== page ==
Blues Underground Network
Douglas Watson R&B Revue "Broken Hearted Man"
Imagine, if you will, that you are a young kid who also happens to be a runner for beer, pop, and cigarettes for Muddy Waters, Howlin Wolf and Coco Taylor, while they were doing their rehearsals. Now imagine that you are downstairs during those rehearsals quietly playing your Bass along to the music going on upstairs. Well if you were Douglas Watson, you would not have to imagine all that, because that was a real part of your early life.
Douglas Watson, whose father was Eddie “Lovie Lee” Watson (Piano player from 1979 until 1983 for the Muddy Waters Band)and whoms stepbrother was the late great Carey Bell, was destined to become a Blues force in his own right. "Douglas has played with many well known artists such as Koko Taylor, Albert Collins, B.B. King, John Lee Hooker, Stevie Ray Vaughn, Lonnie Brooks, Bonnie Raitt, and has toured with A.C. Reed and the Sparkplugs for nine years ."
Originally from Chicago, Douglas Watson has lived in Canada since 1990, first in London, Ontario and then recently Kitchener, Ontario. Striking out on his own after leaving A.C. Reed and the Sparkplugs, Douglas has continued to garner "tremendous acclaim and recognition for their high energy, crowd pleasing performances", and now with his newest release "Broken Hearted Man", we all get a chance to listen to whom "Bruce Hall of the ’Grand River Blues Society’ has dubbed, ‘The man with the Million Dollar voice'!"
"Broken Hearted Man" consists of 6 Tracks, which at just over 25 minutes is kind of short when compared to a lot of albums out there, but none the less, Douglas Watson does not waste a second of it as he packs in some of the best Chicago Blues, Gospel, Soul, and R&B, that I have heard in a while.
Two of the Tracks on "Broken Hearted Man" are originals by Douglas Watson, the title track "Broken Hearted Man" and "The Best Way I Can".
For the covers on "Broken Hearted Man", Douglas Watson chose an interesting mix of songs, some of which were also linked to interesting characters whom wrote them, such as, Deadric Malone whom was the co-writer of "When You Got A Heartache". Born "Don Robey (November 1, 1903 – June 16, 1975) was an American record label executive, songwriter and record producer, who used criminal means as part of his business model. As the founder of Peacock Records and the eventual owner of Duke Records, he was responsible for developing the careers of many rhythm and blues artists in the 1950s and 1960s.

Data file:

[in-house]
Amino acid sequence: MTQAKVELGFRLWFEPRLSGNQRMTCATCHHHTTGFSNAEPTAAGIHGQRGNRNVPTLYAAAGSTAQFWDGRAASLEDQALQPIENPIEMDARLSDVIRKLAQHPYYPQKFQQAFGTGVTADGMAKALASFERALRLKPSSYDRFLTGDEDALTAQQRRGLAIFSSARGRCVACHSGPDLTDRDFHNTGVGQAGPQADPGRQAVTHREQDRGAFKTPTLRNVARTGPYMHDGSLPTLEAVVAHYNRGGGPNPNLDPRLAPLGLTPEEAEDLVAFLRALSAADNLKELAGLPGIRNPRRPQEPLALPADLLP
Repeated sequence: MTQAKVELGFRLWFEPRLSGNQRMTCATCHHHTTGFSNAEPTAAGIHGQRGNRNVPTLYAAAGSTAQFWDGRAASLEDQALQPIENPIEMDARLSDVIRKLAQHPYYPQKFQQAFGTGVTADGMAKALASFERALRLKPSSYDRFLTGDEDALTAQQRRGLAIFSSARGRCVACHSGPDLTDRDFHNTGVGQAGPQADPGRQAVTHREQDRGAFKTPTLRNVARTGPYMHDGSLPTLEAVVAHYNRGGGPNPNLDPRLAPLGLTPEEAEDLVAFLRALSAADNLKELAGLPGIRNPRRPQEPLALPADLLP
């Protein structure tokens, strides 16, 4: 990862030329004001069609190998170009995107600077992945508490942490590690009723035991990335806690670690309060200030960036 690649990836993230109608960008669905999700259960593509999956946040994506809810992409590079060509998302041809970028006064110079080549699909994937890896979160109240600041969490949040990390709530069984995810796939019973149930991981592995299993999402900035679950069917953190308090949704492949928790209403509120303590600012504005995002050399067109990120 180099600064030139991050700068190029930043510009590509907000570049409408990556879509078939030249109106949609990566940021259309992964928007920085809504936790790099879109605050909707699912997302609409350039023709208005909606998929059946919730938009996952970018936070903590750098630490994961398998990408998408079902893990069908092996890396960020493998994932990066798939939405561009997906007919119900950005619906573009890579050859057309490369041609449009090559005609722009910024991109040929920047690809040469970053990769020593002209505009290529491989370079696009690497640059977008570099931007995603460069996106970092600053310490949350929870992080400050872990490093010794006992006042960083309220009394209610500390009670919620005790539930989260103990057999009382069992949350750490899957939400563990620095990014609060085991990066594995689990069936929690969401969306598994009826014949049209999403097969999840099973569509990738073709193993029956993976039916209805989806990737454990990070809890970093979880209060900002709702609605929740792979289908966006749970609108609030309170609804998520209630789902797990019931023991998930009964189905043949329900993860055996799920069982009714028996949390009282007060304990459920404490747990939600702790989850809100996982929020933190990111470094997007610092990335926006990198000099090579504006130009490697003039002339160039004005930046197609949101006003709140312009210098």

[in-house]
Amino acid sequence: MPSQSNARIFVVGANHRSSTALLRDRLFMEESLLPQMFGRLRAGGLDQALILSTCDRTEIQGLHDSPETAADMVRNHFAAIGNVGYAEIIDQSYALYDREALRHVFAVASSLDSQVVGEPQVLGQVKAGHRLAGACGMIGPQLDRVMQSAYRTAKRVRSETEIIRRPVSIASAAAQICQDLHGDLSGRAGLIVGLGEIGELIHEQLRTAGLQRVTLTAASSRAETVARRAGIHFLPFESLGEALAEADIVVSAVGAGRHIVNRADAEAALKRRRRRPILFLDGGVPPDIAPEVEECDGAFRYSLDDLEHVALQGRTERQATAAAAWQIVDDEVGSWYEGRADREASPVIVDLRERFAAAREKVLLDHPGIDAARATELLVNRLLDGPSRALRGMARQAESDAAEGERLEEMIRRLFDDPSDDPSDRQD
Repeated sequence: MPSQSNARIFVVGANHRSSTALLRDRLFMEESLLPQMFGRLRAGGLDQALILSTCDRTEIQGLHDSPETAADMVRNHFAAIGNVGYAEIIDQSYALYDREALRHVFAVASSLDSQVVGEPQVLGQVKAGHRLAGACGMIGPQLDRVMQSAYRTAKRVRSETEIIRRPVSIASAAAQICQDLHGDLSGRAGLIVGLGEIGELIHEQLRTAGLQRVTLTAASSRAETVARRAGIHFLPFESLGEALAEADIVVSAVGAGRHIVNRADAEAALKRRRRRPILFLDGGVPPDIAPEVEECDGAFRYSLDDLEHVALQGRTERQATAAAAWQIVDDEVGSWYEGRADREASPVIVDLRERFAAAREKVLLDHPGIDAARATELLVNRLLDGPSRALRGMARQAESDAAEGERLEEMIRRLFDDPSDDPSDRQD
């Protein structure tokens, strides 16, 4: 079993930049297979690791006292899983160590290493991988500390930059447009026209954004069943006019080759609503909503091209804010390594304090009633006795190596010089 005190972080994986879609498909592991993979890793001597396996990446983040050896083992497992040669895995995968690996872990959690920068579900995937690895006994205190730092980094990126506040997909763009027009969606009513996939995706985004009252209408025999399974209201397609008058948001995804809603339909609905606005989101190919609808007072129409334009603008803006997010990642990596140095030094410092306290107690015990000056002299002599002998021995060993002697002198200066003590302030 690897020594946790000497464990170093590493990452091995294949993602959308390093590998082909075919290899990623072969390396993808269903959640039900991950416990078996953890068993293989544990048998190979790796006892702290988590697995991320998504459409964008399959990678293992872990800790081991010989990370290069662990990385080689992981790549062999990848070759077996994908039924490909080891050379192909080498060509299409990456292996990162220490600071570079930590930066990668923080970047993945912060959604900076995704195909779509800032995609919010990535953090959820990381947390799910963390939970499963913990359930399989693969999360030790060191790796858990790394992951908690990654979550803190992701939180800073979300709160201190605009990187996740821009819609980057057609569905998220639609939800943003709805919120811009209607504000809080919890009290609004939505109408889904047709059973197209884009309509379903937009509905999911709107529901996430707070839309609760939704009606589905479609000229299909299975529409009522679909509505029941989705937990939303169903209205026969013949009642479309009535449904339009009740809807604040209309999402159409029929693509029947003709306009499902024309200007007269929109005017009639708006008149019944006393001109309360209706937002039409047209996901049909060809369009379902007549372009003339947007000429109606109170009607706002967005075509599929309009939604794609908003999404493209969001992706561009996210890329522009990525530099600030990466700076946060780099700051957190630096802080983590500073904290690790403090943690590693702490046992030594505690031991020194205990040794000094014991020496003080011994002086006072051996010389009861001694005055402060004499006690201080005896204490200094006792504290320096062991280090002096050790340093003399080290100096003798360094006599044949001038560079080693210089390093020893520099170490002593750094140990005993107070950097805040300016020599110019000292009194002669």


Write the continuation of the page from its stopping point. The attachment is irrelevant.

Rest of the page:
He has been credited with writing or co-writing many of the songs recorded by Duke/Peacock artists, either under his real name, or under the pseudonym of Deadric Malone. "
Track 4, "Lets Straighten It Out" was a song written by Benjamin Latimore and was his biggest hit charting at #1 on the R&B Charts and reaching #31 "on the U.S Billboard Hot 100 charts ".
The last 2 covers on "Broken Hearted Man", are Tracks 5 and 6, "Down Home Blues" written by George Jackson and "Please Don't Let Our Good Thing End" written by Frank Lee Johnson. George Jackson has of course wrote and co-wrote many great songs of which one was Bob Seger's "Old Time Rock and Roll". All the covers are a bit slower in nature but none the less still were great to listen to and beautifully showed off Douglas Watson's great vocals, especially Track 6 "Please Don't Let Our Good Thing End".
Besides Douglas Watson, are his amazing band consisting of 'Mississippi' Pete Temple (Harmonica's), Chris Latta (Guitar), and Maciej Lukasiewicz (Drums). Special Guests on various Tracks included John MacMurchy (Sax), Junior Reggan (Organ), John Lee (Organ), Michelle Rumball (Background Vocals), and Pat Temple (Background Vocals).
Not being a great fan of R&B, I did not know what to expect from "Broken Hearted Man", especially with the name R&B Revue on the cover of the CD, but I must admit that started to enjoy this album, pretty well from the get go, especially the 2 Tracks that were written by Douglas Watson, of which, Track 3 "The Best Way I Can" was my favorite.
For lovers of really well performed and extremely well sung Chicago Blues, Gospel, Soul, and R&B, "Broken Hearted Man" is certainly what the doctor ordered.
Review by John Vermilyea (Blues Underground Network)
The album represents elements of upbeat rockin Chicago Blues, as well as gospel tinged R&B Soul that was an offshoot of the Chicago Blues scene. The variety here will never leave the listener bored, as every cut offers a different perspective as to how wide the genre really is. This CD does it all!
1. Broken Hearted Man 2:37
2. When You Got A Heartache 4:06
3. The Best Way I Can 3:19
4. Lets Straighten It Out 4:51
5. Down Home Blues 6:23
6. Please Don't Let Our Good Thing End 4:36
Listen To Samples Here...